The expectations heaped on a No. 1 overall pick in the NFL Draft are pretty huge. If you're taken with the top pick in the draft, it's expected that you will be able to make an impact on your team and potentially turn around the fortunes of a franchise that has presumably struggled.

In Cleveland things are even more dire. The Browns have been bad for years, and they're hoping that defensive end Myles Garrett, the No. 1 choice in the 2017 NFL Draft, will spark a defense and franchise that needs playmakers. 

Garrett has a message for those fans with high expectations: he is not a "savior," according to what he told NFL Network

"It takes a culmination of all these guys coming together and just having the attitude that we're not going to lose. And that's what we're going to do. I can't be a savior," Garrett said. "But I can be the best I can be. I can give it my all and make plays and dominate my side of the field, but it takes all 11 guys with a certain thought process that we're going to go out there and we're going to win."

The good news is that Garrett's saying this for a smart reason, with the former Texas A&M standout also noting that "one person can't win games."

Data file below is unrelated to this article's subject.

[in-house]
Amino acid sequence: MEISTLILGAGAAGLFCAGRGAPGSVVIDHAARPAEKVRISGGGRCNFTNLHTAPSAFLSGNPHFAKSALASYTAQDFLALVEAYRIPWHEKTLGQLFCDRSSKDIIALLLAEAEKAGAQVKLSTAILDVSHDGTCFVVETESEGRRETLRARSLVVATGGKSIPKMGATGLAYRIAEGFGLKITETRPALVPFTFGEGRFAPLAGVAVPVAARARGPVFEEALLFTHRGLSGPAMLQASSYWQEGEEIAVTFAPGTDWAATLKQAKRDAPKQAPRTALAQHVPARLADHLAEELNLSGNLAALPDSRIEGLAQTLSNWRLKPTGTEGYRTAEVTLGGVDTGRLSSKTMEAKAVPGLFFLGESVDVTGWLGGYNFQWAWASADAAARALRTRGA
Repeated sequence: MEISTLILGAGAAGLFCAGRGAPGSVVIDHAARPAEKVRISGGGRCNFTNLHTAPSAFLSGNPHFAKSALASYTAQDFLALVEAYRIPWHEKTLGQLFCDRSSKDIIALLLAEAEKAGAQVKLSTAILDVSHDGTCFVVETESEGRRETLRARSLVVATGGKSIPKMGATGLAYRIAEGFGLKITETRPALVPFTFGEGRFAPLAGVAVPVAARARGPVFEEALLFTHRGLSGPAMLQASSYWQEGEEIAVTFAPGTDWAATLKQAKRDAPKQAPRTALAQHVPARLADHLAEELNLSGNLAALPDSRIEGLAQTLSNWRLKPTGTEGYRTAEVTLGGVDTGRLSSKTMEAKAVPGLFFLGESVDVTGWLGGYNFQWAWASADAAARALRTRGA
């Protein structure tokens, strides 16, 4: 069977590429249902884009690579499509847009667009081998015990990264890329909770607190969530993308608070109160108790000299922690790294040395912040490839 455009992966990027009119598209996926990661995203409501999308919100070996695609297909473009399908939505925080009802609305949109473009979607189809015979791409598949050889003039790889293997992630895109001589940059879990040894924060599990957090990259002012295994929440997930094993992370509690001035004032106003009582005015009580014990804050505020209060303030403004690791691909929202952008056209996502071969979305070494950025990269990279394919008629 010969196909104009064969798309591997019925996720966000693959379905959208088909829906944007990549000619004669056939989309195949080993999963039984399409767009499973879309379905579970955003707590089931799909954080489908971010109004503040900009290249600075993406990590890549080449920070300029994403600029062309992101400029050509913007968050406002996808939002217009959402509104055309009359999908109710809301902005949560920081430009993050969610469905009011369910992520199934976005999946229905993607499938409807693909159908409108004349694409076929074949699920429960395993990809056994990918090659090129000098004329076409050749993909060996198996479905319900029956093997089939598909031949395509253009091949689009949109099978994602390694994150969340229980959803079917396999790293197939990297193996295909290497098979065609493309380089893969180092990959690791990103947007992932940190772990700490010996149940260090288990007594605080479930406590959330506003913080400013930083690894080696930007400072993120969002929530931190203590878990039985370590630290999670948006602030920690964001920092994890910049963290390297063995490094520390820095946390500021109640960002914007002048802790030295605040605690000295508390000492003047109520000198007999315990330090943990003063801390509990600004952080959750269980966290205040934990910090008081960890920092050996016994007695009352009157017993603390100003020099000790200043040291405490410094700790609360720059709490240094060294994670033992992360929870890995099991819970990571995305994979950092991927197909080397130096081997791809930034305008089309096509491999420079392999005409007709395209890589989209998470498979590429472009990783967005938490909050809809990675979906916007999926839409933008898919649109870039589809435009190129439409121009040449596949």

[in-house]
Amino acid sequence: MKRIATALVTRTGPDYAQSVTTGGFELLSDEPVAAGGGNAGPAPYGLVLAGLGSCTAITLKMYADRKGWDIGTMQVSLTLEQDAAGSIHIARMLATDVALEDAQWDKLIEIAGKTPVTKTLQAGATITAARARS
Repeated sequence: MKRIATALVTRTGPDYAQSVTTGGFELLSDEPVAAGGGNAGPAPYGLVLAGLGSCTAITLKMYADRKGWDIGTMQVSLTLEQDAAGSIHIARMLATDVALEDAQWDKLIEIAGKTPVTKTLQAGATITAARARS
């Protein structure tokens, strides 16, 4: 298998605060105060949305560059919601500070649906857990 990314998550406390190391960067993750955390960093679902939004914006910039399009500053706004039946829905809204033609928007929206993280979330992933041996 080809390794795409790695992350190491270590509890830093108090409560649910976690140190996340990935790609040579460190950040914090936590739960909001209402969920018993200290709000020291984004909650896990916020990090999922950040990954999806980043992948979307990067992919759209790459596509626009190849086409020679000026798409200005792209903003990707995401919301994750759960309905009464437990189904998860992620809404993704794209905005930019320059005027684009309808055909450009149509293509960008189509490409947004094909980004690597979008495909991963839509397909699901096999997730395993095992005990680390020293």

All of this comes around to the point that you can't just win football games with a single player, particularly a single defensive end. If one defensive player could alter how a team plays, then the Texans would have a Super Bowl victory behind J.J. Watt's performance during some of his Defensive Player of the Year seasons. 

Garrett was the obvious top pick in the draft despite late rumors about the Browns chasing a quarterback. He issued a pretty aggressive warning to the Browns about the vengeance he would unleash if they decided to pass on him.

Since arriving in the NFL, he's also said that he plans on taking down Ben Roethlisberger, which Big Ben is perfectly comfortable in hearing.

So maybe it's a little surprising to hear Garrett take the non-cocky road when it comes to expectations. On the other hand, he's a smart guy, so he probably understands just how much work it's going to take for the Browns to start winning again. This is probably the wise choice on Garrett's part, even if the part about not being a savior will inevitably be taken out of context.